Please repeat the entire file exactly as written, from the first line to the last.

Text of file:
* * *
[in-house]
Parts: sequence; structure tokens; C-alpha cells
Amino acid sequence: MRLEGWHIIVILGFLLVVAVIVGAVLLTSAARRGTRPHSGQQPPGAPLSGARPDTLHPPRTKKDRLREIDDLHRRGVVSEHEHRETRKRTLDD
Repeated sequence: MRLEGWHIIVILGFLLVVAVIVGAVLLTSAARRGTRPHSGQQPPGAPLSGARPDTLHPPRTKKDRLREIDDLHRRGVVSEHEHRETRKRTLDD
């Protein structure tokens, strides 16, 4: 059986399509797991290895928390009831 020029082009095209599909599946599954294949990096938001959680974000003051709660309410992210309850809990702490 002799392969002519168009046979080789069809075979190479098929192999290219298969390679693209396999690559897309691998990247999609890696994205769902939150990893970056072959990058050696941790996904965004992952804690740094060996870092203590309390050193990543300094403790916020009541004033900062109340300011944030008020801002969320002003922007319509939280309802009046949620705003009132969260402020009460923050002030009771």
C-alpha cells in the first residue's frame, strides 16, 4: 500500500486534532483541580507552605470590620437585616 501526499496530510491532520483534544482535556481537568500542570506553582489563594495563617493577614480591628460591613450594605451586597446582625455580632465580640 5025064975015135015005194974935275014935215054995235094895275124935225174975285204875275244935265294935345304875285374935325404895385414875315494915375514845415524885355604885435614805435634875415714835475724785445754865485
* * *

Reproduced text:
[in-house]
Parts: sequence; structure tokens; C-alpha cells
Amino acid sequence: MRLEGWHIIVILGFLLVVAVIVGAVLLTSAARRGTRPHSGQQPPGAPLSGARPDTLHPPRTKKDRLREIDDLHRRGVVSEHEHRETRKRTLDD
Repeated sequence: MRLEGWHIIVILGFLLVVAVIVGAVLLTSAARRGTRPHSGQQPPGAPLSGARPDTLHPPRTKKDRLREIDDLHRRGVVSEHEHRETRKRTLDD
């Protein structure tokens, strides 16, 4: 059986399509797991290895928390009831 020029082009095209599909599946599954294949990096938001959680974000003051709660309410992210309850809990702490 002799392969002519168009046979080789069809075979190479098929192999290219298969390679693209396999690559897309691998990247999609890696994205769902939150990893970056072959990058050696941790996904965004992952804690740094060996870092203590309390050193990543300094403790916020009541004033900062109340300011944030008020801002969320002003922007319509939280309802009046949620705003009132969260402020009460923050002030009771």
C-alpha cells in the first residue's frame, strides 16, 4: 500500500486534532483541580507552605470590620437585616 501526499496530510491532520483534544482535556481537568500542570506553582489563594495563617493577614480591628460591613450594605451586597446582625455580632465580640 5025064975015135015005194974935275014935215054995235094895275124935225174975285204875275244935265294935345304875285374935325404895385414875315494915375514845415524885355604885435614805435634875415714835475724785445754865485